A Travellerspoint blog

Serbia

Belgrade and Novi Sad, Serbia

sunny 17 °C

We flew from Nuremberg, Germany to Belgrade, Serbia on Wizz Air - a discount airline based in Hungary.

The trick to flying cheaply is to have only carry-on luggage.
We paid a bit extra for large carry ons - 55 cm maximum height.
On 29 October they are increasing the luggage size so the extra charge will not be applied.
Random seat assignment still put us together with me in the middle seat and Jeff by the window. We were in row 19 near the wings. For a short flight this is tolerable, there isn't much leg room and the seats seemed a bit narrower than on Norwegian Air, we were fine.

For ten Euros our cosmopolitan landlord from Baroque Apartments picked us up at the airport and delivered us to our beautiful two bedroom suite:
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Belgrade has a storied and turbulent history. In recent memory it has the distinction of having been bombed by the Nazis, the Allies and NATO.

The bombed out building, below, was part of the Ministry of Defence, very central, about two blocks from the main train station, about five blocks from the National Theatre.
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It is warmer here, about twenty degrees C on 13 October. We took a little walk around the neighbourhood and ate dinner on a patio. Indian summer.

We got lost looking for the main square. Jeff was looking at his map and I was taking pictures. A policeman stepped out of his little guardhouse and approached Jeff. We both kind of froze.
We had attracted his attention, now what?
He wanted to help us. He pointed out the correct route. He was a handsome young man with those startling blue-grey eyes we have been admiring in Serbia, spoke good English, calm and helpful. Friendly. That is our picture of a Serb.

Our walking tour started from the statue in front of the National Museum which is currently closed for renovations.
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There is a free (you leave a tip) 2.5 hour tour of downtown that leaves from Republic Square every day at 11 am or, if you prefer, 3 pm.

We walked first through the bohemian section, Skadarlija, former haunt of artists and poets.
Today the streets are lined with cafes and bars, a really happening place later in the day. Serbia has a cafe culture and in the evenings the streets and cafes are lively with people.
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Our tour guide spoke excellent English and besides his engaging manner endeared himself to our international group of about 20 people, by serving the local plum and honey spirit, rakija. Powerful stuff, savour it.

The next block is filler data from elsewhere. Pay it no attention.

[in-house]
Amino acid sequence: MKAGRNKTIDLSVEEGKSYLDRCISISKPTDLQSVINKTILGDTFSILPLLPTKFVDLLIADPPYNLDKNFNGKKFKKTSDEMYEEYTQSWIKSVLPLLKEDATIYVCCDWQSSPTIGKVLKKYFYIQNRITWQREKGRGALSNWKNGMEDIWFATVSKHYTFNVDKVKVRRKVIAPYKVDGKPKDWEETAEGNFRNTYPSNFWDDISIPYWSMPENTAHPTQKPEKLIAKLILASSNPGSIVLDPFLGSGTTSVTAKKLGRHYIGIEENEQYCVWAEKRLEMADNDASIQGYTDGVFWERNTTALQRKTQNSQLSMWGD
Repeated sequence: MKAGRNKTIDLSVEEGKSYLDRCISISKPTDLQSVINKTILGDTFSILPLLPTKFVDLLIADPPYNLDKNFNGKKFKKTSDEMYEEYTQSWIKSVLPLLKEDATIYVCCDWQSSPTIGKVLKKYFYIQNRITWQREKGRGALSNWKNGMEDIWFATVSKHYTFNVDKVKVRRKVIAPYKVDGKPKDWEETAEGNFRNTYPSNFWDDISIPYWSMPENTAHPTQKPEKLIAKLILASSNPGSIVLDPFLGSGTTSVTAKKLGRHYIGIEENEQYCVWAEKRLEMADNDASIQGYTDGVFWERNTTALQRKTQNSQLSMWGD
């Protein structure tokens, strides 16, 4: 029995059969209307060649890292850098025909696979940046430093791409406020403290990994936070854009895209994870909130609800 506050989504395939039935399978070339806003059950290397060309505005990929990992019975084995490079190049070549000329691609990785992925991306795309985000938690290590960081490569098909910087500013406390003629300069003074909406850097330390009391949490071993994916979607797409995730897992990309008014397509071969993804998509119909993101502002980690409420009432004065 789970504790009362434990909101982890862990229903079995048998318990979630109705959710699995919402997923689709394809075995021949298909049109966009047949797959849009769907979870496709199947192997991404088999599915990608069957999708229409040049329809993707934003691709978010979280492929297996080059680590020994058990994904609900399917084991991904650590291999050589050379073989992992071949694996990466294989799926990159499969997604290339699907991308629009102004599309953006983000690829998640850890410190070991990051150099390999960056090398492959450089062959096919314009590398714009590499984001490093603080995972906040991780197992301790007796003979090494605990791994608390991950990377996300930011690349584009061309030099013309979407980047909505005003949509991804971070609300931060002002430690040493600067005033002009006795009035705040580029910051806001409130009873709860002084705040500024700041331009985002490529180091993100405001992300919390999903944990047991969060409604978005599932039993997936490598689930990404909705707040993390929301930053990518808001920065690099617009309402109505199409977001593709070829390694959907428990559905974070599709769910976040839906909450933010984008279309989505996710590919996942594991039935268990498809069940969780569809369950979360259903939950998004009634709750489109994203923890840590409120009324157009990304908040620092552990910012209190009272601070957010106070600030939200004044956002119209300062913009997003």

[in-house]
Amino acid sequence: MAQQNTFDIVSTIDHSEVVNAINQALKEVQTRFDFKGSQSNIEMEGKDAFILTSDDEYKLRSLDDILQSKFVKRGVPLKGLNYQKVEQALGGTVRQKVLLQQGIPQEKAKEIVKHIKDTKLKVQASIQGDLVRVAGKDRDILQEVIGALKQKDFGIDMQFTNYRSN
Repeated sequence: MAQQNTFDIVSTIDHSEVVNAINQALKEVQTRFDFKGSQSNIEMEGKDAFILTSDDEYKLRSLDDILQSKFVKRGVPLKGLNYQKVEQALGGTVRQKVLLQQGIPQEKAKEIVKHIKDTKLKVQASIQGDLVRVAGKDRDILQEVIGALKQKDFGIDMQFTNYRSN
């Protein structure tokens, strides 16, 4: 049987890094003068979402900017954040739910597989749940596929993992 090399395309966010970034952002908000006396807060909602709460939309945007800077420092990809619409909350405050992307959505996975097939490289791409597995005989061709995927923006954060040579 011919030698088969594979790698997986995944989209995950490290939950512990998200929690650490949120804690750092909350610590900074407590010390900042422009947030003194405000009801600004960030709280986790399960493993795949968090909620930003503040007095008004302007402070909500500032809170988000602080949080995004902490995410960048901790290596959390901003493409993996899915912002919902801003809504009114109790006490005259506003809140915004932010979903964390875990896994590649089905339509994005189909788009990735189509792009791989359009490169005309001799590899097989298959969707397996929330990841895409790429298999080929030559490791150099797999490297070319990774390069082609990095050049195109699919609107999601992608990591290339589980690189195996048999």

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October 14 was another beautiful blue sky day.
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I ❤️ Serbia!! The people are friendly and many speak English. Perhaps their spoken English is better than the Czech Republic due to English language shows on tv - the subtitles are Serbian but any American or British shows are in English. Our apartment has a large flatscreen tv and has a good selection of English language programming.

Our tour takes us through downtown and up to the Fortress where we can view the confluence of the Danube and Sava Rivers - Belgrade has an auspicious location which contributed to its value to the Romans, Huns, the Ottoman Empire, the Austro-Hungarian Empire and in fact to the Slavic people themselves.
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The walls of the fortress are limestone and from the distance gleam white - thus the name Beograd - white city.

We are only staying in our baroque apartment for two nights as on 17 October we are taking the bus to Novi Sad to meet up with our friend Melinda. Worse luck they do not have a vacancy for our return visit. I felt like a princess in the opulent surroundings, Chrystal chandeliers and wall sconces. and authentic ornately carved furniture from the seventeen hundreds - cherubs and leaves abound. The colours are gilt and dark Ivory, very elegant.
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We were going to take the bus from the main square to the Nicola Tesla Museum but the buses were crammed so we decided to just walk back to our apartment and chill.
Our landlord brought us fresh organic grapes from his vineyard when we checked out.
The Belgrade main train station is right next to the bus depot and looks a bit like the Norwegian Royal Palace in Oslo.
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We feel a little nervous buying the bus tickets but luckily the ticket agent speaks English and the bus is leaving in ten minutes.
We were issued tickets with assigned seats. There are about 40 bus stalls and there is only one exit to the boarding area where a guard is positioned to collect the tokens - so you get a ticket and a token - we thought the token was change and that the guard was asking for a tip!! (or a bribe, but not so my friends, be forewarned that the coin-like objects are tokens and keep them handy)
One other tricky thing about the Serbian bus - the overhead bins are very shallow and will only accommodate a day pack. There is a small fee to stow your bags in the outside compartment.
On this bus there is no WC or wifi - fairly comfortable but noisy from some kind of roof fan, but the trip in only about 75 minutes so all is good.
It takes 25 minutes to drive through Belgrade, population is close to two million.

Along our route to Novi Sad we cross the blue, blue Danube. It is a very wide and impressive river that meanders through a good part of Europe from Germany to Bulgaria and into the Black Sea in the Ukraine. We saw it in Budapest in 2012.

The scenery varies from the Balkan plains to forests: